Pablo Manríquez is the Washington correspondent for Latino Rebels. Twitter: @PabloReports
Immigrant rights advocates–whether their priorities are legalization, backlog reduction, asylum, refugees, due process, root causes/safety/human rights–would be well advised to stop attacking each other and Democrats for the disappointments and failures of reform efforts the past two decades, and instead train their fire on the nativist extremists–the Tanton Network (FAIR< NUMBERS USA< CIS, Stephen Miller, Steve Bannon et al) and their allies in the GOP, media and far right provocateurs that incite fear mongering and dehumanization, and have strangled reform since September 11, 2001.
Our organizing and resources should focus on red states and conservative voters and institutions of good will to resist the siren calls of nativist extremists whose ideologies are rooted in population control, eugenics, white supremacy and radical environmentalism. Until their power and influence are curbed, progress and respect for basic human rights will prove elusive. Mor background please review these links, including a recent podcast of the Rational Center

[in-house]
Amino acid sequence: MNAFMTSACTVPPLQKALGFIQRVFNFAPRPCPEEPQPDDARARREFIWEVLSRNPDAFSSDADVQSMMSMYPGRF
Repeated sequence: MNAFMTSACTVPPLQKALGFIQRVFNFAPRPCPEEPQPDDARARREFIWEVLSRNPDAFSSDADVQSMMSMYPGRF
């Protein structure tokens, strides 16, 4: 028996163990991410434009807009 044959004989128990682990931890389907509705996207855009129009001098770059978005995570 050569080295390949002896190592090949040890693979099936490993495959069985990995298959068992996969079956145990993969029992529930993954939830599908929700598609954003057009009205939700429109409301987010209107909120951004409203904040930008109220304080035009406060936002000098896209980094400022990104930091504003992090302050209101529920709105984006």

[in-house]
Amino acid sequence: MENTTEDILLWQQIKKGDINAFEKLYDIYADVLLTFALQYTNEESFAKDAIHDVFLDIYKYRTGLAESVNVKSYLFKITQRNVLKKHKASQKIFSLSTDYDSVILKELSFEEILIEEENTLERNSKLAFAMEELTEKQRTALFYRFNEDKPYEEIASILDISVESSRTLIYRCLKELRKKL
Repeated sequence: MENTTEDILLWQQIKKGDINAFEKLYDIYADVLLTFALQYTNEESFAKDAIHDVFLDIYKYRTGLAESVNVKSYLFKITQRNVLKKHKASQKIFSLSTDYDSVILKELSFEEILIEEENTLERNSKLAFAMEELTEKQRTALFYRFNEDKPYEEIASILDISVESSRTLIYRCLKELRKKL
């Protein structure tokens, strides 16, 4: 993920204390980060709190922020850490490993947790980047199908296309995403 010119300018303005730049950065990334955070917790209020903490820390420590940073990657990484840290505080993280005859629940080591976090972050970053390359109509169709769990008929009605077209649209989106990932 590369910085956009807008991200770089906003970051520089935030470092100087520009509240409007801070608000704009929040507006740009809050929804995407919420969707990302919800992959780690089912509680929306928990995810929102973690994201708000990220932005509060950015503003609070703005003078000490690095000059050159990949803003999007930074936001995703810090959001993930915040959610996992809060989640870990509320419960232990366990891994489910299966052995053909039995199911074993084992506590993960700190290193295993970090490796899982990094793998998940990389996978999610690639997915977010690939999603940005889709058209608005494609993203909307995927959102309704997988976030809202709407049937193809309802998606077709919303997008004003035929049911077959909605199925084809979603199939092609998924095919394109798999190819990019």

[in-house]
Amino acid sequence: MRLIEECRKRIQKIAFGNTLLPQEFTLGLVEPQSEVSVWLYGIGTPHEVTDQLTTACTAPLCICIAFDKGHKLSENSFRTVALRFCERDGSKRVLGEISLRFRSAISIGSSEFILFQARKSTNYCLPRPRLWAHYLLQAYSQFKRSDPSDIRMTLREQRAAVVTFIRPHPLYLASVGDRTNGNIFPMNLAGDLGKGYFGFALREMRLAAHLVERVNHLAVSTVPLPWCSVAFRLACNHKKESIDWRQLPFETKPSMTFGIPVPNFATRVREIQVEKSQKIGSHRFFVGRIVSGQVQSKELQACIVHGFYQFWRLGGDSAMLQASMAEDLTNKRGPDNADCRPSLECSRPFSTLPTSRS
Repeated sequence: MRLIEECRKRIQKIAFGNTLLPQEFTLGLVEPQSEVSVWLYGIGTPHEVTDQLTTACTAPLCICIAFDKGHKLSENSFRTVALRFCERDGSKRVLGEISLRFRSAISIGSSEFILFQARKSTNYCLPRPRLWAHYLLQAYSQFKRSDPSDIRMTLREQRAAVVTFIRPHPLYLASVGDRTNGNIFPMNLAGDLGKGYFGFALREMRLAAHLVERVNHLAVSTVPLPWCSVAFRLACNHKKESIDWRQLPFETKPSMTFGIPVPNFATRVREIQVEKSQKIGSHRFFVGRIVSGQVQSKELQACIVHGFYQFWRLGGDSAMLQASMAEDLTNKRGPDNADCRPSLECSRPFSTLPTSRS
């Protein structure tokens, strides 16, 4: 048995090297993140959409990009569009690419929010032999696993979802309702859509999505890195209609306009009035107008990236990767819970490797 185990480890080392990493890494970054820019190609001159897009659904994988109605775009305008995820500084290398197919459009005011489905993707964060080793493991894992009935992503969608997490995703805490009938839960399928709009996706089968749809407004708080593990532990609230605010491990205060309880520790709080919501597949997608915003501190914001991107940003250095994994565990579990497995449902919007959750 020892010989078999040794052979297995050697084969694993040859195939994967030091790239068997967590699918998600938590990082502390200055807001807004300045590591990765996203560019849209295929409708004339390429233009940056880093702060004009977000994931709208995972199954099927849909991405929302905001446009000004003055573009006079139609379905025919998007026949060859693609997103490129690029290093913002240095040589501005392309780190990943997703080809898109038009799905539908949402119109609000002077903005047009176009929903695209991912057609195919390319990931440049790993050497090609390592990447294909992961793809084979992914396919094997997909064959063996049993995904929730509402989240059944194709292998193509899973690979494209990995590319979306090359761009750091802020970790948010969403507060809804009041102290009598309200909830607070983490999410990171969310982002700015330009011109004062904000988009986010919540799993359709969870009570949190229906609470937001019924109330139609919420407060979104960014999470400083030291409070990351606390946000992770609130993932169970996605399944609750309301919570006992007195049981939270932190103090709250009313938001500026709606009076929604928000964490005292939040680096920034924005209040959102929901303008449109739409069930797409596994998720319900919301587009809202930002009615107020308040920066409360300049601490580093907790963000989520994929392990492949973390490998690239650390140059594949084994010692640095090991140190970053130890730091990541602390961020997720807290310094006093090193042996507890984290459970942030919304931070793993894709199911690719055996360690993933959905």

Episode 101: The Anatomy of Extremism with Mark Potok
What is it about immigration that attracts extremist speech? What even is extremism? Mark Potok, seasoned expert on the American radical right, takes us on a tour of nativism and the roots of immigration misinformation in this wide-ranging conversation with host Loren Steffy.
Play This Episode
THIS WEEK IN THE THE RATIONAL MIDDLE
"The contemporary anti-immigration movement in the United States is largely the product of decades of organizing, fundraising, and ideological work by one man — John Tanton," writes Mark Potok. Read the thought-provoking essay on our website, complete with 11 additional immigrations extremist profiles compiled by the Center for the Analysis of the Radical Right.
Connect the Dots, Say the Authors of a Newly Re-Issued Reporthttps://www.prweb.com › releases › prweb13422623